GDGT Newsletter is out! "Why HP bought Palm" #brilliant

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———- Forwarded message ———-
From: Ryan and Peter / gdgt <>
Date: Thu, Oct 28, 2010 at 11:48 AM
Subject: Why HP bought Palm
To: Jason <jason@>


New at gdgt / October 2010

Welcome to the latest installment of the gdgt newsletter! For this week’s edition we have a longer piece on why HP bought Palm, a report from the launch of Barnes & Noble’s new NOOKcolor, and our usual roundup of new and notable gadgets. Oh, and if you’re in the Bay Area make sure you come to our big gdgt live event on November 12th, you’ll have a chance to hang out with the gdgt team, play with gadgets from over 45 companies, and win lots of cool stuff!-Peter

Why HP bought Palm by Peter

The recent news about about HP finally launching their Slate 500 tablet got me thinking about the tablet we’re all really waiting for them to introduce — the PalmPad — and why HP bought Palm in the first place. To me HP’s decision to buy Palm says a lot about where they think the future of the PC business is going and that after years of screwing around they are finally ready to get serious about mobile.
HP knows that although they’re the number one PC maker in the world, being number one in an industry that has stopped growing and will be flat at best for the foreseeable future is not the way to stay a $100 billion company. They’ve figured out that mobile is the future of computing, and that despite some early successes in that space (mainly after purchasing Compaq and its iPAQ line of handhelds) HP’s efforts to date have been anemic. Let’s put it another way: you see plenty of people using HP netbooks, but when’s the last time you saw anyone one of their smartphones? Exactly. Right now HP isn’t a significant player in mobile and that needs to change.
They’ve also figured out that in the post-PC world mobile isn’t only going to be about smartphones, it’s going to be about tablets as well. And HP, the company that sells more PCs than any other, has woken up and realized that it absolutely cannot cede that market to Apple or to anyone else — long-term HP can’t afford to be anything except number one or two in the tablet market.
The only problem is that when HP realized that its future depended — at least in part — on creating a tablet that could go toe-to-toe with the iPad it probably didn’t take them long to survey the OS landscape and find themselves lacking any good options. This is important. It’s not that HP didn’t think it could come out with a decent tablet — I’m sure they stand behind the Slate 500. It’s that they didn’t think they could come out with an AMAZING mass market tablet with a user experience that would rival the iPad’s.
So what could they have done? They could have gone with a full-fledged OS like Windows, but HP — which has sold tablet PCs for years (mostly convertible-style notebooks) — has encountered the same issues with putting Windows on a tablet that OEMs have been dealing with for years, namely battery life, responsive, and a UI that isn’t optimized for touch input. Though Windows 7 is an improvement in this last regard over earlier versions, HP recognizes that it can’t successfully compete with the iPad with a tablet that has Windows shoehorned into it, which is why they’ve wisely positioned the Slate 500 as an enterprise device.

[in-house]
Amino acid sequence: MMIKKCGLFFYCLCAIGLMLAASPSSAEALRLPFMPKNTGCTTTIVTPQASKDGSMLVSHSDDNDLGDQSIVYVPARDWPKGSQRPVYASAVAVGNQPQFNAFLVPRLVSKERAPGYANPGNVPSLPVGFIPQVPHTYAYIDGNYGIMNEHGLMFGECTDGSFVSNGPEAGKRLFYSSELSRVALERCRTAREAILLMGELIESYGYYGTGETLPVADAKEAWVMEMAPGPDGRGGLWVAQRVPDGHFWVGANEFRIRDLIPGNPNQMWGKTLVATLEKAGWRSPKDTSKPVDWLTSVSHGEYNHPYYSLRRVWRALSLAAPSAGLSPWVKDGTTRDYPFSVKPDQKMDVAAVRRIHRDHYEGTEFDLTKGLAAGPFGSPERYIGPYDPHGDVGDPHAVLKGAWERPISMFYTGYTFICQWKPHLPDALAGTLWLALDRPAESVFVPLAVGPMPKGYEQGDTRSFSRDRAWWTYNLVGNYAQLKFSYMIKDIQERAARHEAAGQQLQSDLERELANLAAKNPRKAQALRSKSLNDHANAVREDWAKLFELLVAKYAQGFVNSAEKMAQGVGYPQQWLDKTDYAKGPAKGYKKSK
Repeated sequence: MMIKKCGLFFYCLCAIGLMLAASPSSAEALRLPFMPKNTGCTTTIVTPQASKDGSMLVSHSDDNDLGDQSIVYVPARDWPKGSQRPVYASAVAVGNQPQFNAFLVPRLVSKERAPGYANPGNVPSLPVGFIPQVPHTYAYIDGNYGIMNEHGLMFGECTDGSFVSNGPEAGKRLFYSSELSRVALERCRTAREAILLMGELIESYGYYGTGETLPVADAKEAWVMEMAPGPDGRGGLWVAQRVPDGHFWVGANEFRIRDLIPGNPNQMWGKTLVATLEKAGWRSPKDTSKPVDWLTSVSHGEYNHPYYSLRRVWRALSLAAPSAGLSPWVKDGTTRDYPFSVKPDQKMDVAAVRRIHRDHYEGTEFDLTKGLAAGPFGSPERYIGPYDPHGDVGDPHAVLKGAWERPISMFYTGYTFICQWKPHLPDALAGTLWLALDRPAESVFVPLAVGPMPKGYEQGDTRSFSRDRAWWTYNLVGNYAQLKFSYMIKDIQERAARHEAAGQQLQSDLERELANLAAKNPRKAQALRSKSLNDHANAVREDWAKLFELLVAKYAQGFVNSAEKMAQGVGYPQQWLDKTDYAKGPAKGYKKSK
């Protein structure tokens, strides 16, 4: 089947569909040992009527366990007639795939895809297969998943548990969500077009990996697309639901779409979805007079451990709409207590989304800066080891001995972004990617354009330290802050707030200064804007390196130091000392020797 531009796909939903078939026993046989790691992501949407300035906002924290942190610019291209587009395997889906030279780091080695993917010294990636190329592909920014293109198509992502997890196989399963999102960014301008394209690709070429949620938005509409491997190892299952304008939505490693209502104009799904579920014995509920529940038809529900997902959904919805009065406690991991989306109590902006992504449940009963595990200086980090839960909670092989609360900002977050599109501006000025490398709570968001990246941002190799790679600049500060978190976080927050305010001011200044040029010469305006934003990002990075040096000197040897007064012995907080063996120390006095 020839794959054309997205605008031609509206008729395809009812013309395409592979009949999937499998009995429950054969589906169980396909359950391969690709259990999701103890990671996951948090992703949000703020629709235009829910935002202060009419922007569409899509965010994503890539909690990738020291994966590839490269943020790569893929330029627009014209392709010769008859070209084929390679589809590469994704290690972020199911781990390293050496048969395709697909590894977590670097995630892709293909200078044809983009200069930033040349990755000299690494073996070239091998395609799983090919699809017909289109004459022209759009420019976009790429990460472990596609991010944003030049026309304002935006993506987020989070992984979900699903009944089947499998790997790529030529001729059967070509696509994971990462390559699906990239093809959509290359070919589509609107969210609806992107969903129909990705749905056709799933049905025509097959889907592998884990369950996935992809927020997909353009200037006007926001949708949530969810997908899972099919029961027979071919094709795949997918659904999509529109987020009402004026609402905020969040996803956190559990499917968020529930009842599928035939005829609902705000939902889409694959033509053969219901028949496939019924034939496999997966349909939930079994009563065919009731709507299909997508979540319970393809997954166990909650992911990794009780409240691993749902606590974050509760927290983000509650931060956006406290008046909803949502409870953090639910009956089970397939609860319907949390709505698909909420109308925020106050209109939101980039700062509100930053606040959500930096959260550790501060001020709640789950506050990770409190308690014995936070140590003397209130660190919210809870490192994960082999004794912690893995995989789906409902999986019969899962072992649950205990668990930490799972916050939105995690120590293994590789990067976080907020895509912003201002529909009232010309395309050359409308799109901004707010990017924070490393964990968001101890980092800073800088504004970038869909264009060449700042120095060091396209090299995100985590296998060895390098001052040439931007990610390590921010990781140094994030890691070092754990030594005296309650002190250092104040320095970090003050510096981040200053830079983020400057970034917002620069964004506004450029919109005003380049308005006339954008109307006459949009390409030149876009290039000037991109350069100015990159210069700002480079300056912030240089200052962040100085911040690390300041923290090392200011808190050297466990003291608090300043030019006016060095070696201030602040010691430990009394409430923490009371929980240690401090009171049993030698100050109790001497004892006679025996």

What Apple got right with the iPad is that it made more sense to scale up a smartphone OS than to scale down a PC OS, and undoubtedly HP spent a lot of time weighing their options here. They could have continued their long-standing relationship with Microsoft and waited for some future version of Windows Phone 7 designed for tablets or even tried to figure something out with Windows CE, but it’s obvious that if Microsoft had a decent solution HP wouldn’t have decided that they needed to take matters into their own hands here. My guess is that HP had enough of an idea about where Microsoft is headed to know that a viable option was either never coming out, is so far off that it would make it impossible for HP to get a tablet to market quickly enough, or is simply so awful that it won’t be worth using. Regardless the reason, it looks like Microsoft simply does not have a suitable OS for a tablet device on the horizon. If they did HP would have been their best customer for it.
Other obvious options would be Android or Chrome OS. Ther
e’s no shortage of no-name Android tablets being announced right now, and even a few big names like Dell and Samsung are coming out with models. What Android lacks is a version geared specifically for larger screens and the different kinds of interactions they engender. Yes, a tablet-friendly of Android is coming, but it’s obvious that HP couldn’t wait for its arrival.
Chrome OS is a bit trickier, since Google wants it to be used in larger-screened netbooks and tablets, but my sense is that it will be a few years before it will be user-friendly-enough to feel comparable in quality to iOS on the iPad and its cloud-centric nature probably isn’t suited to a consumer-friendly tablet that demands apps and easy consumption of music, video, and e-books.
So that left HP, which very badly wants to be a player in this emerging market, in a difficult position. They could do what Samsung and lots of other players are doing and customize Android to get it to a place where they’d be satisfied with it, something which can bring its own host of issues (i.e. app compatibility, the difficulty of upgrading to the latest version of the OS, etc), offer a sub-standard experience via Windows 7, or wait possibly a very long time for a version of Windows Phone 7 for tablets.